Cap+Trade Pays for David Koch’s Fossil Fuel Reduction

Sign up for daily news updates from CleanTechnica on email. Or follow us on Google News!

MIT‘s newly inaugurated David H Koch Institute is expected to save 30% in energy costs and greenhouse gas emissions.

About a fifth of the cost was funded by pollution-auction proceeds from cap and trade at the Regional Greenhouse Gas Initiative (RGGI).

This very ironic news that David Koch is one of the many beneficiaries of a cap and trade program he bitterly opposes was broken by Positioning Green writer Jon Coifman at Climate Progress.

Money for all those extras came through MIT’s $14 million campus-wide partnership with their utility, NSTAR. In just 36 months, they plan to cut the university’s energy use 15 percent – enough to power 4,500 Massachusetts homes for a year. The total lifetime payback is expected to exceed $50 million.

It isn’t as if the utility wanted to pay for energy efficiency measures for the billionaire’s building at MIT.

By law, Massachusetts utilities are required to pay for efficiency upgrades whenever the energy savings cost less than building the equivalent amount of new generating capacity.

Other than the 20% that came from polluters like the Koch brothers – through the RGGI cap and trade auctions – ratepayers will pay the rest – just as they do for the equivalent investment in new power plants. And if it wasn’t for the well funded opposition to cap and trade (by fossil fuel interests such as the Koch brothers) polluters would have to pay the larger share.

The Koch brothers have attempted to derail the regional cap and trade programs by installing puppet governors in several states, using proxy front groups like The Tea Party and Americans for Prosperity.

They failed (so far, at least) in New Mexico, where newly installed Susana Martinez acted too hastily and clumsily (previous story) and wound up breaking the law in attempting to reverse course on the Western Climate Initiative, but in New Hampshire, their efforts paid off.

New Hampshire’s newly installed Tea Party House promptly voted to get out of RGGI. ( Another Big Win for Koch Tea Party Funding – New Hampshire Abandons its RGGI Polluter Controls ) While the Governor is a Democrat, the Senate already had a GOP majority and is expected to pass it, and given the new House, it is veto-proof.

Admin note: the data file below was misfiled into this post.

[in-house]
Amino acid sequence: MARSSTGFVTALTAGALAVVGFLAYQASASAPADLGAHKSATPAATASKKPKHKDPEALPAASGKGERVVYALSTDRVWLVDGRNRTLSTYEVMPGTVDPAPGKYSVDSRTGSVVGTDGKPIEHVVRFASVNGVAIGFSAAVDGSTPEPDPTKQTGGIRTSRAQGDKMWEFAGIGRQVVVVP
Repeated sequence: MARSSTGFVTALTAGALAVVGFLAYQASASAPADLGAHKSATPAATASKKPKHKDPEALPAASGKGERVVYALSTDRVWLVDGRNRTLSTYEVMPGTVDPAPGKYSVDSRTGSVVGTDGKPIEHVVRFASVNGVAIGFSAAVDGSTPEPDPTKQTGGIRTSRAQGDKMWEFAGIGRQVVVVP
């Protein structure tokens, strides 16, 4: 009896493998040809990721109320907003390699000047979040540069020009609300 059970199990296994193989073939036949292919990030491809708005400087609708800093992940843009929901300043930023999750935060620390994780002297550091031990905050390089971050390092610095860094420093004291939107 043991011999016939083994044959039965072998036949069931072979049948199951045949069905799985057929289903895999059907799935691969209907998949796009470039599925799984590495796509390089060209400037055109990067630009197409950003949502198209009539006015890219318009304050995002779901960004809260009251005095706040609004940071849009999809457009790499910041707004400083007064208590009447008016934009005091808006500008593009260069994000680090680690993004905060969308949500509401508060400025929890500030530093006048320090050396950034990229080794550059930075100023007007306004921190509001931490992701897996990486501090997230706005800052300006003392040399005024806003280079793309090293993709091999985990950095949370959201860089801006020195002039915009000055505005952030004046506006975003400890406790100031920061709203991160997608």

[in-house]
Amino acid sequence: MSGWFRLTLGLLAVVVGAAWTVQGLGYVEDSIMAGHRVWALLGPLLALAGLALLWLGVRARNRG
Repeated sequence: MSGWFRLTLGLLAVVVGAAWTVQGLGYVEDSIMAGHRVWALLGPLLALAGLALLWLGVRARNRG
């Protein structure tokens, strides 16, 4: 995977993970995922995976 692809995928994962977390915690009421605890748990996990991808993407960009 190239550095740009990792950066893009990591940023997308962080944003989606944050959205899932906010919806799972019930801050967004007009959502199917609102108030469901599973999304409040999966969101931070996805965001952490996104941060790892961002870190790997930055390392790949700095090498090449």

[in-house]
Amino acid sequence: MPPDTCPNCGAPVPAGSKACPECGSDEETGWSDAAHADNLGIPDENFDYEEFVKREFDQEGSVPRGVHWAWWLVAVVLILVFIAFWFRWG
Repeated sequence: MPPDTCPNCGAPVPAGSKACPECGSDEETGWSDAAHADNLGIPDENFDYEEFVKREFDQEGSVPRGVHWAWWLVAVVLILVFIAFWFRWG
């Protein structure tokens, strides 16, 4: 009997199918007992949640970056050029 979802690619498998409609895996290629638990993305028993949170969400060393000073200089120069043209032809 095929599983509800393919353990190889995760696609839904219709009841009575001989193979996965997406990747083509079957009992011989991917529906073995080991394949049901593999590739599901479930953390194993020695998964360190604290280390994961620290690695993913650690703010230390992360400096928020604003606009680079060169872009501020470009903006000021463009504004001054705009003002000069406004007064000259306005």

The RGGI states use the funds from auctions – of what amounts to fines on polluters (pollution permits), to fund energy efficiency and clean energy for their residents. The money is administered though state and utility programs and funds rebates on everything from more efficient boilers, energy-saving windows and appliances, or solar panels and rocket stoves.

Of $789 million raised by RGGI through last December, more than 50% went to energy efficiency projects. Another 11% went for renewables, and 14% to offset bills for low-income families. Less than 5% went for administrative overhead, although last year, NJ and NY raided 1 or 2% from their RGGI funds to balance state budgets.

Even so, NJ now rivals California in solar installs, RGGI state residents are saving money on energy, greenhouse gases are lower in all ten Northeastern member states – and in four of them, are now below 1990 levels.

It’s great to see at least one Koch brother on the side of a healthy environment, even inadvertently, and through a program he opposes.

Cap and trade: its even good for polluters!

Previous stories

Have a tip for CleanTechnica? Want to advertise? Want to suggest a guest for our CleanTech Talk podcast? Contact us here.

Latest CleanTechnica TV Video

I don't like paywalls. You don't like paywalls. Who likes paywalls? Here at CleanTechnica, we implemented a limited paywall for a while, but it always felt wrong — and it was always tough to decide what we should put behind there. In theory, your most exclusive and best content goes behind a paywall. But then fewer people read it!! So, we've decided to completely nix paywalls here at CleanTechnica. But...
Like other media companies, we need reader support! If you support us, please chip in a bit monthly to help our team write, edit, and publish 15 cleantech stories a day!
Thank you!

CleanTechnica uses affiliate links. See our policy here.